Occasionally, pumps can end up missing, which creates an expense for a hospital that averages approximately $20,000 to $30,000 per lost device. It’s not uncommon, McBee says, for a medical facility to lose three to seven pumps every year.

According to McBee, when one health-care facility (which has asked to remain unnamed) began working with DeRoyal, the technology company went onsite to watch how the pumps were used, how often personnel touched them and where processes could be automated. As a result, DeRoyal built the system, employing its existing Continuum inventory-control platform, then piloted the technology at that facility. The hospital was already using DeRoyal’s RFID-based solution for surgical tool tracking, so it was familiar with the system and could use the same cloud-based software platform for pump management.

The NPWT Continuum solution consists of a single pump system, using pump units that can be tracked no matter where they end up. Hospitals can deploy a Continuum Vault—a cabinet that resides at a hospital—loaded with Continuum mobile discharge units. “These are custom cabinets that arrive ready to go,” McBee says, requiring a power and network cable to connect data to a server. The mobile pump device has a built-in UHF RFID tag, as well as GPS, cellular and satellite units, enabling it to be tracked anywhere.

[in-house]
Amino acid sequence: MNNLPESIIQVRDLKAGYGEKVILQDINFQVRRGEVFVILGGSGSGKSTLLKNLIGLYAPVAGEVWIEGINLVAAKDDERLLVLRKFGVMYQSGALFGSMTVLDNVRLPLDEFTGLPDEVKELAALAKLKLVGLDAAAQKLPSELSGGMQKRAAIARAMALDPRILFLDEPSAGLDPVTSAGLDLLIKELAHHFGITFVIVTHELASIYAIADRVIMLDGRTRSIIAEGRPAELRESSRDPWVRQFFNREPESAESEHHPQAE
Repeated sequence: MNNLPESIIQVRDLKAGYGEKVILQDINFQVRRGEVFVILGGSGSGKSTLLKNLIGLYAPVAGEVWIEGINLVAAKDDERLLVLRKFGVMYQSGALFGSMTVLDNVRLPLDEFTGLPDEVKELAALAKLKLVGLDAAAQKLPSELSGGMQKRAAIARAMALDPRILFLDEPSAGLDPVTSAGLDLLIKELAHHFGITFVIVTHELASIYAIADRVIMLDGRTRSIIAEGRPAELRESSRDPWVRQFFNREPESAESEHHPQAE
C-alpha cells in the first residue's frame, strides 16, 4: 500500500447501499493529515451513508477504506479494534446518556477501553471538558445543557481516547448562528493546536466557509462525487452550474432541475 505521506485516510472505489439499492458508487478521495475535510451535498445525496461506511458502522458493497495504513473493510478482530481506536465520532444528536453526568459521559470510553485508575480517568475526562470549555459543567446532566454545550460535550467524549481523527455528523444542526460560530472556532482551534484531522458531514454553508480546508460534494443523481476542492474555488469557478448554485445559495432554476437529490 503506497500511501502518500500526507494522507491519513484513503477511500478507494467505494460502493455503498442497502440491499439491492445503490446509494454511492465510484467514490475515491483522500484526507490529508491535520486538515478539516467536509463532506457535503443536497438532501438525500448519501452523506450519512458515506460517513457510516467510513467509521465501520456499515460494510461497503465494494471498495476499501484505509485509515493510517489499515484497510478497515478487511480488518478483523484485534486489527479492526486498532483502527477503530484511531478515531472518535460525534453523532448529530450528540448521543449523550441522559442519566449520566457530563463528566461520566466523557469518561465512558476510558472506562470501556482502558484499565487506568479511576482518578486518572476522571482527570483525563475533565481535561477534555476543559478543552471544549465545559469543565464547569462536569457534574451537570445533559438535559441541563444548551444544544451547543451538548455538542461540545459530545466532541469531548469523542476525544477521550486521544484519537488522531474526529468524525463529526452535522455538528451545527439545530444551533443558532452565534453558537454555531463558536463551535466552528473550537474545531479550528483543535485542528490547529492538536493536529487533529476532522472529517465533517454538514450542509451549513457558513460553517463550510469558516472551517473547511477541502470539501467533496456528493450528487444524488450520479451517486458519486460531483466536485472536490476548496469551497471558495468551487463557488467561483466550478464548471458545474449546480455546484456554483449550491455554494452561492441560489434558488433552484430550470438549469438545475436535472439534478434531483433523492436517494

Ryan McBee

The vault comes with an Impinj RFID reader and antennas built in. It continually reads Smartrac MiniWeb passive UHF RFID tags attached to each pump, the forwards the collected data to the Continuum cloud-based software via a cabled connection.

While DeRoyal initially looked at off-the-shelf RFID-based cabinet technology to read RFID tags, it determined that a custom system would be required for the challenging, highly metallic environment. “There is a lot of metal in the cabinet and in the pump itself,” McBee says, so it designed the cabinet and antenna system to ensure that all tags would be interrogated despite the cabinet’s orientation or the quantity of the units stored within.

When a patient requires an NPWT pump, a staff member proceeds to the Continuum Vault, retrieves a pump and indicates which patient will use it. The system then sends a notification to the DME that owns the pump, so that the company can obtain any pre-authorization required from the patient’s insurance company. This allows him or her to take the pump home upon discharge. The vaults can also contain dressing supplies to be used during the administering of a pump, or to be sent home with a patient.